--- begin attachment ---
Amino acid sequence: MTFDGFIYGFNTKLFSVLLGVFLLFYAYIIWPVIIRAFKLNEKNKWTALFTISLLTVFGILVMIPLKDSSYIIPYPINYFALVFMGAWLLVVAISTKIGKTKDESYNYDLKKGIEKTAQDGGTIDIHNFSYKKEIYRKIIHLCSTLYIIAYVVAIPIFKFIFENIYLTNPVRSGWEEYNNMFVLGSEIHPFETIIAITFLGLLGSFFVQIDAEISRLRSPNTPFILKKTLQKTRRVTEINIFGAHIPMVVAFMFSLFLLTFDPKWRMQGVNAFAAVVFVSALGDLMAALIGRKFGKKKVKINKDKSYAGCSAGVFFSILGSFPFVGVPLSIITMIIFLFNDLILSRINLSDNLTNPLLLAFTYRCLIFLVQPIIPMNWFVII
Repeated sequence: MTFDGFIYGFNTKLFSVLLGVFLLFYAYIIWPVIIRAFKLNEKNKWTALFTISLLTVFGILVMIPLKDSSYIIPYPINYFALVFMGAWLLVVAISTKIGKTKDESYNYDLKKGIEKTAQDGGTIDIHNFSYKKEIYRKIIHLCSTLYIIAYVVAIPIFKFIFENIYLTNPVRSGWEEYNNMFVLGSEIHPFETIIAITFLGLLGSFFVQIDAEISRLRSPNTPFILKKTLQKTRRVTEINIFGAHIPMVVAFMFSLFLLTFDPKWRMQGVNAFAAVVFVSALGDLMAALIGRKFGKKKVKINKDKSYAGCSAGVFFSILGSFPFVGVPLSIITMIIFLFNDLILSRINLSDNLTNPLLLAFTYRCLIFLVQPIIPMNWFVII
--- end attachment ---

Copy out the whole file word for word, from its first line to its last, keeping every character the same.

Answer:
Amino acid sequence: MTFDGFIYGFNTKLFSVLLGVFLLFYAYIIWPVIIRAFKLNEKNKWTALFTISLLTVFGILVMIPLKDSSYIIPYPINYFALVFMGAWLLVVAISTKIGKTKDESYNYDLKKGIEKTAQDGGTIDIHNFSYKKEIYRKIIHLCSTLYIIAYVVAIPIFKFIFENIYLTNPVRSGWEEYNNMFVLGSEIHPFETIIAITFLGLLGSFFVQIDAEISRLRSPNTPFILKKTLQKTRRVTEINIFGAHIPMVVAFMFSLFLLTFDPKWRMQGVNAFAAVVFVSALGDLMAALIGRKFGKKKVKINKDKSYAGCSAGVFFSILGSFPFVGVPLSIITMIIFLFNDLILSRINLSDNLTNPLLLAFTYRCLIFLVQPIIPMNWFVII
Repeated sequence: MTFDGFIYGFNTKLFSVLLGVFLLFYAYIIWPVIIRAFKLNEKNKWTALFTISLLTVFGILVMIPLKDSSYIIPYPINYFALVFMGAWLLVVAISTKIGKTKDESYNYDLKKGIEKTAQDGGTIDIHNFSYKKEIYRKIIHLCSTLYIIAYVVAIPIFKFIFENIYLTNPVRSGWEEYNNMFVLGSEIHPFETIIAITFLGLLGSFFVQIDAEISRLRSPNTPFILKKTLQKTRRVTEINIFGAHIPMVVAFMFSLFLLTFDPKWRMQGVNAFAAVVFVSALGDLMAALIGRKFGKKKVKINKDKSYAGCSAGVFFSILGSFPFVGVPLSIITMIIFLFNDLILSRINLSDNLTNPLLLAFTYRCLIFLVQPIIPMNWFVII